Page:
3 takeaways from the Bruins’ series-clinching win over the Blue Jackets

Tuukka Rask and the Bruins' quieted the Columbus cannon in Game 6

The Bruins congratulate David Backes on his goal in the third period of Game 6.
The Bruins congratulate David Backes on his goal in the third period of Game 6. –The Boston Globe

COMMENTARY

They kept the cannon quiet to end the series.

The Boston Bruins faced a Columbus Blue Jackets squad playing for their playoff lives in Game 6. The Blue Jackets showcased desperation throughout. They couldn’t dent Tuukka Rask, though, as the Bruins netminder kept John Tortorella’s bunch in check.

David Krejci, Marcus Johansson, and David Backes made Rask’s effort worthwhile with timely goals. And the Bruins now have their date secured with the Carolina Hurricanes in the Eastern Conference Finals.

Here’s what we learned from the Bruins’ 3-0 series-clinching win inside an artillery-free Nationwide Arena.

Tuukka Rask, ladies and gentlemen

Tortorella provided plenty of bulletin board material with his Game 7 guarantee and his critique of Boston’s netminder. Rask responded with his actions.

Advertisement

It wasn’t for a lack of trying on Columbus’ part, obviously. The Blue Jackets swarmed Rask with quality scoring chances — especially on their three power play opportunities — and during net-front battles with Bruins defensemen. Rask secured his crease with spectacular saves in prime scoring areas while dealing with traffic and physical play in front of him.

There wasn’t one Rask save that stood out above the rest in Game 6, but rather a culmination of timely stops, 39 of them in all.

“I can answer that, but it would take me 10 minutes to go through all the saves,” Rask said when a reporter asked about any save that stood out to him. “There was traffic, quick shots, couple of posts. But it was tough to pick one [save] out [from the rest].”

Rask’s spectacular series concluded in the best way possible with his first postseason shutout since May 8, 2014, against the rival Montreal Canadiens. He went toe-to-toe with Sergei Bobrovsky, a two-time Vezina winner who stymied the Presidents’ Trophy-winning Tampa Bay Lightning in four games.

Rask’s performance in this second-round series — 212 saves on 223 shots — ranks right near his outstanding outing against the Penguins in the 2013 Eastern Conference Final. Sustaining that pace is a tough ask for sure. But Rask, for most of the postseason, gave his team a chance, and that’s all anyone can ask for.

Advertisement

“He was definitely our most consistent player throughout the whole series,” Bruins coach Bruce Cassidy told reporters about Rask. “We had guys give us good performances from game to game, but he was there every night, and he certainly deserves whatever accolades that come to him. I’m proud of him.”

The Bruins let things get away from them at times against the Blue Jackets. But Rask backed them up with quality performances. They’ll need consistency from all 20 players against an injury-riddled yet talented Hurricanes bunch in Round 3.

Will Charlie McAvoy meet with Player Safety?

Charlie McAvoy’s hit to Josh Anderson toward the end of the second period marked a fortunate moment in his young career. Despite the high hit to Anderson’s head area, the former Boston University standout only served a two-minute minor for an illegal check to the head.

Buy Tickets

The officials could’ve called something else like a cross check. But they opted for an illegal check to the head, which, under Rule 48.1, doesn’t warrant a major penalty or game misconduct.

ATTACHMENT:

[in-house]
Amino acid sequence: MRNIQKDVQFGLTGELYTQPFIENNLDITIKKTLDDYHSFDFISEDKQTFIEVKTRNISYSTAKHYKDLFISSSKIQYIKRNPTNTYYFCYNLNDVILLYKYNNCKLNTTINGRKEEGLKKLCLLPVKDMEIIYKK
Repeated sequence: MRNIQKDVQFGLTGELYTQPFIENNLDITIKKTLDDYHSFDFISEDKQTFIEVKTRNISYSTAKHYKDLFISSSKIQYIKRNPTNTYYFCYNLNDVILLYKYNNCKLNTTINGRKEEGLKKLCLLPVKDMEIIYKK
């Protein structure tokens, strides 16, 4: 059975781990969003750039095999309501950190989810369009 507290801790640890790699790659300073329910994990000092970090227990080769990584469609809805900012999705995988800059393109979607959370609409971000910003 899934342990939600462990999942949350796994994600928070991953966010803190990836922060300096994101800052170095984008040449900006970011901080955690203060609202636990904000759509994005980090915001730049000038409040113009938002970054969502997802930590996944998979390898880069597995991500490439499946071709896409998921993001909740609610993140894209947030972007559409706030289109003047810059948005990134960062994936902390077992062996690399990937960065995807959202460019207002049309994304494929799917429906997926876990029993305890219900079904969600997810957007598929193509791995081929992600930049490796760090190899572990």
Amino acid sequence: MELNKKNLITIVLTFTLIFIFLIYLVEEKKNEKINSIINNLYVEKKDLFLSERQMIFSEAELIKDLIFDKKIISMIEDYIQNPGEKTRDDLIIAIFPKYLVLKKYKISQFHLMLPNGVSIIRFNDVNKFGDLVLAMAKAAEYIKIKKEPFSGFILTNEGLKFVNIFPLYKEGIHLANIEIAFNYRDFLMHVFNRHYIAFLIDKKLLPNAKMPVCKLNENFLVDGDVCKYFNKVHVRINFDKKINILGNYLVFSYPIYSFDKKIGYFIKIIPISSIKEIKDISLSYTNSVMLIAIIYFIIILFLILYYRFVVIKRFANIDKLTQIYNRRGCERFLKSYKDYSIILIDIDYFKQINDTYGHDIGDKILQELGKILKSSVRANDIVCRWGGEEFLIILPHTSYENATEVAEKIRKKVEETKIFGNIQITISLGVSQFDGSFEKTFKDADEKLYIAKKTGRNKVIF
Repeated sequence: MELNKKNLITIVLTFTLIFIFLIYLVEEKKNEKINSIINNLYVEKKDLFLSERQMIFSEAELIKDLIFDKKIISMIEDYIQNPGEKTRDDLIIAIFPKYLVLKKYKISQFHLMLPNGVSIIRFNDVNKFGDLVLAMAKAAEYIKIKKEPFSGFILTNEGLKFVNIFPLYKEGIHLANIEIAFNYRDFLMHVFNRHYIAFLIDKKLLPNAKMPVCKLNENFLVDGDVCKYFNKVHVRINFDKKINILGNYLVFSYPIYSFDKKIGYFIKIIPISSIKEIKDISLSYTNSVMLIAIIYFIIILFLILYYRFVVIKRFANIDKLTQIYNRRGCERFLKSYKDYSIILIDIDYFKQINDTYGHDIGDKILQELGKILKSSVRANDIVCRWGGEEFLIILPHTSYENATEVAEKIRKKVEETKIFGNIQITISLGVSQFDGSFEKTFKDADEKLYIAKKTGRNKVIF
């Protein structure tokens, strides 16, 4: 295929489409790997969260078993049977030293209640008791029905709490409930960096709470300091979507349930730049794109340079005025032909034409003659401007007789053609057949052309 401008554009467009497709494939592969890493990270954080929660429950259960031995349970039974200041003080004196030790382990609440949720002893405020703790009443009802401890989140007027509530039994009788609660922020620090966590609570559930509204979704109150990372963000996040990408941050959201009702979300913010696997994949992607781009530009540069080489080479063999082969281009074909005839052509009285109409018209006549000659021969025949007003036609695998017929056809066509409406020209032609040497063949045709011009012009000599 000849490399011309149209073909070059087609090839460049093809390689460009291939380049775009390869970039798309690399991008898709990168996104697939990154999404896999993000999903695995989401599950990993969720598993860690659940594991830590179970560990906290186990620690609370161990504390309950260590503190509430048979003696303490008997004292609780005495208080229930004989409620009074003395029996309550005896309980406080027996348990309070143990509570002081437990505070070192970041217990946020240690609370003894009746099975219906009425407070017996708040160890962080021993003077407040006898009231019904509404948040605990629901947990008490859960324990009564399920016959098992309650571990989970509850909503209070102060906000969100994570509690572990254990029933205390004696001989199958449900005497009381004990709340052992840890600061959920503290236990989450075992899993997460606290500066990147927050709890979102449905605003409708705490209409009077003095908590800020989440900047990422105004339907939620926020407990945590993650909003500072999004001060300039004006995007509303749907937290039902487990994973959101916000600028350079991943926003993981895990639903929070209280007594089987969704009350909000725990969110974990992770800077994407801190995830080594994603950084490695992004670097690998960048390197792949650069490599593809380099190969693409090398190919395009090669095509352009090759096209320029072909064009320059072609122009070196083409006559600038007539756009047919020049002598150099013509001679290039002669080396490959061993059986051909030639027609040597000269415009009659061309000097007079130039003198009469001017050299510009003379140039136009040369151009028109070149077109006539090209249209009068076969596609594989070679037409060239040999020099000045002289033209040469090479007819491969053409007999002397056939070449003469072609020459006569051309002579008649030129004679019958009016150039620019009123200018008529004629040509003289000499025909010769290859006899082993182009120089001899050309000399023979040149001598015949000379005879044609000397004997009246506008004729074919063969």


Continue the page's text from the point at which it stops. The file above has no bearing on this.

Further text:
McAvoy only served a two-minute minor for the illegal check to Anderson’s head. A potential hearing from the Department of Player Safety could put his availability against Carolina — at least to start the series — in doubt.

In spite of all the ugliness, McAvoy and Anderson embraced during the postgame handshake. The two appeared to put their differences aside during their greeting at center ice.

David Backes is a keeper.

Bobrovsky stood on his proverbial head in Game 3. The Bruins, though, didn’t get enough traffic in front of the Columbus netminder to make his life harder.

Knowing this, Cassidy looked to his roster hoping to find a big body to sit in front of Bobrovsky. Enter David Backes, a physical but inconsistent presence since coming to Boston before the 2016-17 season.

Advertisement

For all the ups and downs through his first three years, Backes still entered uncharted territory heading into the postseason. The former Blues captain, for the first time in his career, found himself as a healthy scratch to begin Boston’s first round series with the rival Maple Leafs. He returned in Game 2 to provide that physical presence but found himself watching from the press box again in Game 6 with the Bruins trailing three games to two against their Original Six rivals.

Backes returned in Game 4 after a five-game absence. He did his job distracting Bobrovsky in front as fellow linemates David Krejci and Jake DeBrusk earned higher-quality shot attempts. The 35-year-old capped off his series with his first playoff goal since Game 5 of last year’s first round series with the Leafs on April 28.

A long time coming, indeed.

“Being a physical presence that’s going to get to the front of the net and try to not only make some space for my linemates, but also try to distract goaltenders and occupy some defenders,” Backes said about his mindset. “If I stick to those principles, then the rest of the game sorts itself out. And I feel like I was able to make a big impact on the three games that I played in during this series.”

Backes may see himself back in the press box depending on matchups. But his effective three-game stint in Round 2 marked an important development in his roller-coaster tenure with the Black and Gold.